And the most complicated part was that I had to write across multiple languages. I am a native speaker of Sinhala and I can guess at Tamil but I have had to go back check translations extensively.
What's your daily writing routine like? Do you have a set number of words or hours you like to do?
As I have mentioned, I am dyslexic. I also have ants in my pants. I really struggle sit down for long periods of time and concentrate.
At school, I used to get into no end of trouble because of my distractibility and my constant need to move and fidget. I think there are multiple school reports in my mum’s possession with commentary that I might have some chance of success in life if I could manage to sit still for more than five minutes at a time. Even my best friend will periodically kick my chair when I fidget incessantly at the movies.
Anyway, what I do have at 40 is the wisdom that I didn’t have at 14. And self-awareness. So my writing routine always starts with exercise. I spend about 45 minutes on the cross trainer before I write. I find this helps me focus. I also avoid sugar like the plague when I write. One teaspoon in a cup of tea is enough to have me wasting hours on twitter, facebook or cooking up some strange project that has nothing to do with writing. I do not stand up from my day of writing unless I have finished one chapter. Saying that, on a good day, I might finish two or three chapters.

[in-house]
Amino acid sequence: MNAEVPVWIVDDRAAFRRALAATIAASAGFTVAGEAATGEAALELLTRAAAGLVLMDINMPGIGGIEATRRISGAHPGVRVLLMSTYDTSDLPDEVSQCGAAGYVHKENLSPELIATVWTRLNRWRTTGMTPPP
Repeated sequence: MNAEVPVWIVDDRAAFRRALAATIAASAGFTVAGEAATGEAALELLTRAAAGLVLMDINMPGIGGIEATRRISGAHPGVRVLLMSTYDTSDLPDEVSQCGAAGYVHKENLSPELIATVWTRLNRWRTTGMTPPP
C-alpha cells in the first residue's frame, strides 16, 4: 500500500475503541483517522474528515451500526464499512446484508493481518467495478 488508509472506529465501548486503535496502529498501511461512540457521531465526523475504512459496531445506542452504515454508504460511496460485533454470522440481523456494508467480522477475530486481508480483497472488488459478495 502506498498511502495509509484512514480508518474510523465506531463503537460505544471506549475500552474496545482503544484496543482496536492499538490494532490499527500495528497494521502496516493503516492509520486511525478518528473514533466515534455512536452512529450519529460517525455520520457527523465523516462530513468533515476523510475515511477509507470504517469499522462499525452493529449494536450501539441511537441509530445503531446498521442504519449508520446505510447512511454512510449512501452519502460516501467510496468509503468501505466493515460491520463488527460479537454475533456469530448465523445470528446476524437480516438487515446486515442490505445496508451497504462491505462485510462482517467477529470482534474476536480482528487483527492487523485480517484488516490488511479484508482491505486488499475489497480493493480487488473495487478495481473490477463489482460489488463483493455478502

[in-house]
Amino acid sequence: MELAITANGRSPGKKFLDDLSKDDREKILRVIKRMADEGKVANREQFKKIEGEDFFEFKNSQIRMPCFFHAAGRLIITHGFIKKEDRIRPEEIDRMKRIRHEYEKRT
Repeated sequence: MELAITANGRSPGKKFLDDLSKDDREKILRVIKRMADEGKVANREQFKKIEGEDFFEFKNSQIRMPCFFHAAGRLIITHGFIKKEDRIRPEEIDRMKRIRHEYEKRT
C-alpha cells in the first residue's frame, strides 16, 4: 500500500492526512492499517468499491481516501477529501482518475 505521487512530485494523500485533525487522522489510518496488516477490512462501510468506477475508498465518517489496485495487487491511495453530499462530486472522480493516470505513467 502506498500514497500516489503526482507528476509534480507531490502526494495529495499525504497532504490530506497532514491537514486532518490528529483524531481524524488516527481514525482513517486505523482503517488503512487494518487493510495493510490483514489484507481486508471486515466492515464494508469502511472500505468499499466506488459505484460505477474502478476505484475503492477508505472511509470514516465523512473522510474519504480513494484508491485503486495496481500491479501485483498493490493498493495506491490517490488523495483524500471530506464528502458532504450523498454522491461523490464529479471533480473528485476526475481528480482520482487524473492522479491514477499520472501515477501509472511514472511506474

Now don’t get me wrong, I am not a health nut or anything. Any positive gains I make before I write are definitely gambled away promptly after in the form of rich creamy curries, buriyani rice or coconut filled sweet rotis.
What's your advice to budding novelists?
Saree is only my second novel though I have about four queued in my head, so I hesitate to provide advice as such. But what I can, however, suggest is that people write from the heart. To be true to the story that is coming from you. I know this may sound a little odd, but I feel each story has a life and soul of it’s own outside the writer, and it’s our job to bring it forth in its own time and space. I try and not get in the way of the story; letting it write itself and find it’s own journey.
Last but not least – have fun. If writing is being difficult, go for walk or take a break and remember why you wanted to write the story to begin with.